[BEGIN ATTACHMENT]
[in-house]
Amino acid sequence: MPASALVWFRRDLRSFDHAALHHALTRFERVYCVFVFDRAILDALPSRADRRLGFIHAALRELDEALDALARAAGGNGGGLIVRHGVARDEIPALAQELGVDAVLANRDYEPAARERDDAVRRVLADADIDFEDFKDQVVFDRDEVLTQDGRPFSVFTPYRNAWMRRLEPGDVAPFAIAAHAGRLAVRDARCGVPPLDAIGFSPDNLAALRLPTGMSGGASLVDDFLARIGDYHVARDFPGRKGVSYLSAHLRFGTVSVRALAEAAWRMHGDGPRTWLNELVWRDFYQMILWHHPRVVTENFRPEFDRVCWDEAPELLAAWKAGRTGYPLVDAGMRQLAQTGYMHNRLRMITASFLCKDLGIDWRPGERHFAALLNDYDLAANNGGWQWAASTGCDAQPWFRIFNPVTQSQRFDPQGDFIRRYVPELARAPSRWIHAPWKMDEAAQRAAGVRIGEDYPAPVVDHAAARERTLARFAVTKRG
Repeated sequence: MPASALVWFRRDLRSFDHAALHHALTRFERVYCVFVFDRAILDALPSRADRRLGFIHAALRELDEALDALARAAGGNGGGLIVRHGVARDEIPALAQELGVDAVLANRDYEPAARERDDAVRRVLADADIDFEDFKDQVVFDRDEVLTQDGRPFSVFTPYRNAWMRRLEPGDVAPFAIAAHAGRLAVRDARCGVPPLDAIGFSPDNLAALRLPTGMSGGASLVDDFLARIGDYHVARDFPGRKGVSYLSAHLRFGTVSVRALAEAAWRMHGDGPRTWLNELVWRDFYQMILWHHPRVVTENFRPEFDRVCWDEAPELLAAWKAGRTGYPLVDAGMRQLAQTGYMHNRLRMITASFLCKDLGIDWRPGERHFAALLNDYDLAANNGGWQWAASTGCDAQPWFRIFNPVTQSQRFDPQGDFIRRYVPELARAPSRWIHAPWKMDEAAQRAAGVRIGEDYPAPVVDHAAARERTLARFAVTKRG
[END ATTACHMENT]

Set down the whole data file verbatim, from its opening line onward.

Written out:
[in-house]
Amino acid sequence: MPASALVWFRRDLRSFDHAALHHALTRFERVYCVFVFDRAILDALPSRADRRLGFIHAALRELDEALDALARAAGGNGGGLIVRHGVARDEIPALAQELGVDAVLANRDYEPAARERDDAVRRVLADADIDFEDFKDQVVFDRDEVLTQDGRPFSVFTPYRNAWMRRLEPGDVAPFAIAAHAGRLAVRDARCGVPPLDAIGFSPDNLAALRLPTGMSGGASLVDDFLARIGDYHVARDFPGRKGVSYLSAHLRFGTVSVRALAEAAWRMHGDGPRTWLNELVWRDFYQMILWHHPRVVTENFRPEFDRVCWDEAPELLAAWKAGRTGYPLVDAGMRQLAQTGYMHNRLRMITASFLCKDLGIDWRPGERHFAALLNDYDLAANNGGWQWAASTGCDAQPWFRIFNPVTQSQRFDPQGDFIRRYVPELARAPSRWIHAPWKMDEAAQRAAGVRIGEDYPAPVVDHAAARERTLARFAVTKRG
Repeated sequence: MPASALVWFRRDLRSFDHAALHHALTRFERVYCVFVFDRAILDALPSRADRRLGFIHAALRELDEALDALARAAGGNGGGLIVRHGVARDEIPALAQELGVDAVLANRDYEPAARERDDAVRRVLADADIDFEDFKDQVVFDRDEVLTQDGRPFSVFTPYRNAWMRRLEPGDVAPFAIAAHAGRLAVRDARCGVPPLDAIGFSPDNLAALRLPTGMSGGASLVDDFLARIGDYHVARDFPGRKGVSYLSAHLRFGTVSVRALAEAAWRMHGDGPRTWLNELVWRDFYQMILWHHPRVVTENFRPEFDRVCWDEAPELLAAWKAGRTGYPLVDAGMRQLAQTGYMHNRLRMITASFLCKDLGIDWRPGERHFAALLNDYDLAANNGGWQWAASTGCDAQPWFRIFNPVTQSQRFDPQGDFIRRYVPELARAPSRWIHAPWKMDEAAQRAAGVRIGEDYPAPVVDHAAARERTLARFAVTKRG